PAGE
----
Updated: Sep 6, 2022
When the Centre first opened in 1983 I think it’s safe to say that it was really born out of two things: firstly, an awareness sparked by the second wave of feminism with its focus on issues of equality and discrimination; and secondly, by the very demographics of our community. At the time Campbell River’s economy was resource based. Industries such as logging, mining and fishing provided well paid jobs to a (for the most part) male workforce. Recreational and cultural opportunities also, at least to my eyes, seemed centred on male-driven interests. In other words, at the time, Campbell River was not a particularly woman or child friendly community. In short, our founding mothers, in the way of women all over the world, identified a need in their community and set about addressing it.
In its earliest incarnations the Centre became a haven to young moms; mostly working class and middle class white women. Their focus was on addressing issues of systemic oppression and personal empowerment. However, in the years that followed, the Centre’s focus began to shift as successive provincial governments made changes to the social safety net and poverty issues began to dominate the life of the Centre.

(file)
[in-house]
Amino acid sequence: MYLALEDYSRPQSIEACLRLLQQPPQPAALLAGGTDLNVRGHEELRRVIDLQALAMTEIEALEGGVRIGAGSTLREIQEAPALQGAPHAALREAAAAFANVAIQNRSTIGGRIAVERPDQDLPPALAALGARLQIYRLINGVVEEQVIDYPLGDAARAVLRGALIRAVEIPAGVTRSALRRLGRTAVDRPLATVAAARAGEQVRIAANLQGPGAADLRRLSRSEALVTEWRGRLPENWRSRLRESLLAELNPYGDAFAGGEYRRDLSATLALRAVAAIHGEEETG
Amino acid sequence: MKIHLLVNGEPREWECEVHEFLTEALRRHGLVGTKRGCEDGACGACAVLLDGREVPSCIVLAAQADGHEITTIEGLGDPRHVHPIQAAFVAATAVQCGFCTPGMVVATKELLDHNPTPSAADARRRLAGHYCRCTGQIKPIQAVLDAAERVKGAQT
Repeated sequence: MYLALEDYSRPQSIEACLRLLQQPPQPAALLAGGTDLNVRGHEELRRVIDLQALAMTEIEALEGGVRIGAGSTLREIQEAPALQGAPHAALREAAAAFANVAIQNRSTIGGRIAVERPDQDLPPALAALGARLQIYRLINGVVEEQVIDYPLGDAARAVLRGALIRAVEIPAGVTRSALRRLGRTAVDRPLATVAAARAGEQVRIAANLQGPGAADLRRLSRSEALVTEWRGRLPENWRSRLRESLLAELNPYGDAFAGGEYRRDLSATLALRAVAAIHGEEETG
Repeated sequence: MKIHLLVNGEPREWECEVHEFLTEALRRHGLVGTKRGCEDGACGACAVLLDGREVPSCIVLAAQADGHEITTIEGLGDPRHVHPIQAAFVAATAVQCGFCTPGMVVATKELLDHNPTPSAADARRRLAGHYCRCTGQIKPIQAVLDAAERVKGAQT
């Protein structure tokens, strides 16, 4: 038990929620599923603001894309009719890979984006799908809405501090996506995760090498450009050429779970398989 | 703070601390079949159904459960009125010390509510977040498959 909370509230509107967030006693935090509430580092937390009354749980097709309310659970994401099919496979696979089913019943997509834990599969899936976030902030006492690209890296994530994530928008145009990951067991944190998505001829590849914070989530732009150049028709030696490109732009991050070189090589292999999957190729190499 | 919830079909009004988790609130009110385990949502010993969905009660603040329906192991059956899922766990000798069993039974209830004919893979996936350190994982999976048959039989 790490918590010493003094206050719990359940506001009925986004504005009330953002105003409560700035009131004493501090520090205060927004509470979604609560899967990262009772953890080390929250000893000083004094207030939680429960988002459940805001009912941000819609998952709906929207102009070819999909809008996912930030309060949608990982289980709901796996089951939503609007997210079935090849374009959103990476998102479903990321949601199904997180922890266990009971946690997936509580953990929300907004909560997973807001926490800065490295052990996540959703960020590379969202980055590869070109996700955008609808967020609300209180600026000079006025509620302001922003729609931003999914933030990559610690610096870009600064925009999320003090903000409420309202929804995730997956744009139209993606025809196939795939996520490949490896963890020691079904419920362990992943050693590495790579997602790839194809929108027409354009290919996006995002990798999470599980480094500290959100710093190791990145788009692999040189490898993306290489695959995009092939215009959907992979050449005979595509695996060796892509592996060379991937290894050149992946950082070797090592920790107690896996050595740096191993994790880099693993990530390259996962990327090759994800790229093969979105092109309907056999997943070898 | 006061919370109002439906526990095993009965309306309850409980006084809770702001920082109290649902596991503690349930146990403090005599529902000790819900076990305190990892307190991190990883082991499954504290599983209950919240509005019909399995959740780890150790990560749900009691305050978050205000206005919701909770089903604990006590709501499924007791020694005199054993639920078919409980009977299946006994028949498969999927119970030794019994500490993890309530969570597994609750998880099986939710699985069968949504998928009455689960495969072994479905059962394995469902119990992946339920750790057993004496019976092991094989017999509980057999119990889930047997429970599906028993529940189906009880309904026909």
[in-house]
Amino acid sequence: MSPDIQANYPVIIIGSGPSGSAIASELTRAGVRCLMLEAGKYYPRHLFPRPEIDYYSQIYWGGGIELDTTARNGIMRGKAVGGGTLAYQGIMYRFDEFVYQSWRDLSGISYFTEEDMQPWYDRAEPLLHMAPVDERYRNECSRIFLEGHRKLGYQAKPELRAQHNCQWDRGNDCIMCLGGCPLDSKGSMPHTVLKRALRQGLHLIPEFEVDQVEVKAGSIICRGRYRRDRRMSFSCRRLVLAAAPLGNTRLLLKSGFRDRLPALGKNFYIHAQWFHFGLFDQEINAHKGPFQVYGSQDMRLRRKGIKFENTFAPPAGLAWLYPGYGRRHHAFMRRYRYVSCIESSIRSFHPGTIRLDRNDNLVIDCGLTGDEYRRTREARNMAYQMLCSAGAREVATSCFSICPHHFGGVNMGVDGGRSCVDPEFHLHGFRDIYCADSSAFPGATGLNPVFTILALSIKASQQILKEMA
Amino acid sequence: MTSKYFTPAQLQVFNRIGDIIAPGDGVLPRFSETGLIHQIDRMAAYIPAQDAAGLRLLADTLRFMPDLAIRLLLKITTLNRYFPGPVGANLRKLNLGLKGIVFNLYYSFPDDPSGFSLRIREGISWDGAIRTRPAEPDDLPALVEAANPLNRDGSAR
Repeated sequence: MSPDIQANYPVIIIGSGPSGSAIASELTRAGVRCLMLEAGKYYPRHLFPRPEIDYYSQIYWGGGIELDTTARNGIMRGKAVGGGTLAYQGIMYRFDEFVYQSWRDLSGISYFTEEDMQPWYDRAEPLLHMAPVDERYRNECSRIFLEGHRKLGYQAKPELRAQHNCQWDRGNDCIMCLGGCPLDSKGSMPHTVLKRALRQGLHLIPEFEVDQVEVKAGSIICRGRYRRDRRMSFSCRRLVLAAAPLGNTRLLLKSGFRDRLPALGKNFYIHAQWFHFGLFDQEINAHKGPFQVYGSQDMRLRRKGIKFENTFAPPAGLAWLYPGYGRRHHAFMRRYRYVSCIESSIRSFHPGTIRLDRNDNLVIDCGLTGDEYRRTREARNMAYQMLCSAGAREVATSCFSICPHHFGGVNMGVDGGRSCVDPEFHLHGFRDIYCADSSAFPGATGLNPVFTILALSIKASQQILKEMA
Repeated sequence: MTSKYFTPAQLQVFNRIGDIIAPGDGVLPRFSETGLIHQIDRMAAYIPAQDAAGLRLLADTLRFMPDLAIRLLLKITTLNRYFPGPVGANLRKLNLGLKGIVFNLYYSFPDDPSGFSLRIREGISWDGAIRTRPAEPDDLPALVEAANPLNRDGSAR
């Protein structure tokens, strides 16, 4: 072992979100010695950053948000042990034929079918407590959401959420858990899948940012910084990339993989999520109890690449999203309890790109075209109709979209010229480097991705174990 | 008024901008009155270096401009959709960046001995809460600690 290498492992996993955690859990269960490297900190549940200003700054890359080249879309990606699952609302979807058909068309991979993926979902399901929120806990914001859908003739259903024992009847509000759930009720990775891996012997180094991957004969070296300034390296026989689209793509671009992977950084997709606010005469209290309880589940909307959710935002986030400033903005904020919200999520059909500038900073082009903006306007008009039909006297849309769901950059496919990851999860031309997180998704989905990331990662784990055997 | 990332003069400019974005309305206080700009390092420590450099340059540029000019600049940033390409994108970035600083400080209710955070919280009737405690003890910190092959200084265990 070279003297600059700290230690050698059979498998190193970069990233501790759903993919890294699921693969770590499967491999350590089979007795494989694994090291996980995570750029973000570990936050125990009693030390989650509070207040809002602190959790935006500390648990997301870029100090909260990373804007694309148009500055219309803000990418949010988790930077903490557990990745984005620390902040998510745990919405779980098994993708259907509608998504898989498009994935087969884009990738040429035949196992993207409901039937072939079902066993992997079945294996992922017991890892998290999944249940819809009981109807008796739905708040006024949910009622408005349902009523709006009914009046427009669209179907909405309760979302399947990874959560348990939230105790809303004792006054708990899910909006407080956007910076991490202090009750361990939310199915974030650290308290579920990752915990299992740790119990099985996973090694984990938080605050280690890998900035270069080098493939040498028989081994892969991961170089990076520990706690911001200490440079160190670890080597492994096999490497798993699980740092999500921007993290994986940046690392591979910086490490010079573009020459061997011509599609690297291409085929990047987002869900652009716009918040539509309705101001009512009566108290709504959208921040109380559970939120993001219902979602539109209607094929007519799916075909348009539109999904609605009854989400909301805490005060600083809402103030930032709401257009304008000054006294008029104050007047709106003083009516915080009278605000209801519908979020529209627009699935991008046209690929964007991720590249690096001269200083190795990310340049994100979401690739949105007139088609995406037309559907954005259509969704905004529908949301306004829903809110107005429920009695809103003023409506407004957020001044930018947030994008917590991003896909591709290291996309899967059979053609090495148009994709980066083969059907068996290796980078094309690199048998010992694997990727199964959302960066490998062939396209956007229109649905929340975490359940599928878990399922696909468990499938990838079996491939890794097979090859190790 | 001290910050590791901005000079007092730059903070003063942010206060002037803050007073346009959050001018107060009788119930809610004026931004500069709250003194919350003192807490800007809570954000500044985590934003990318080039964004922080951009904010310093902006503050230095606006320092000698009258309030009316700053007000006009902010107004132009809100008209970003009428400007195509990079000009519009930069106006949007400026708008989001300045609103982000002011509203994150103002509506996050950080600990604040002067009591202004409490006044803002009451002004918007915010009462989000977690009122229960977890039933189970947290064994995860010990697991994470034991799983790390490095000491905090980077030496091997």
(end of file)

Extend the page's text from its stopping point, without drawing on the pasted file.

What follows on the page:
Today, 30 years on, I’d estimate that at least 90% of the women who visit the Centre each month are living at or below the poverty line. Many of our clients are navigating multiple barriers to their full participation in our community -not the least of which is poverty- and homelessness (or the threat of it) hangs over our clients' heads. We are seeing more and more women who are staying in unsafe situations because they know that the stock of safe, affordable housing in Campbell River is extremely limited.
Nowadays, much of the work we do at the Centre consists of addressing poverty related needs. We run a free clothing store, provide free hygiene supplies, run an all-day breakfast corner, distribute free bread, provide internet access and mail-drop services. We also work with Rose Harbour to provide access to free shower facilities, because staying clean is a major challenge for women who are experiencing “absolute” homelessness.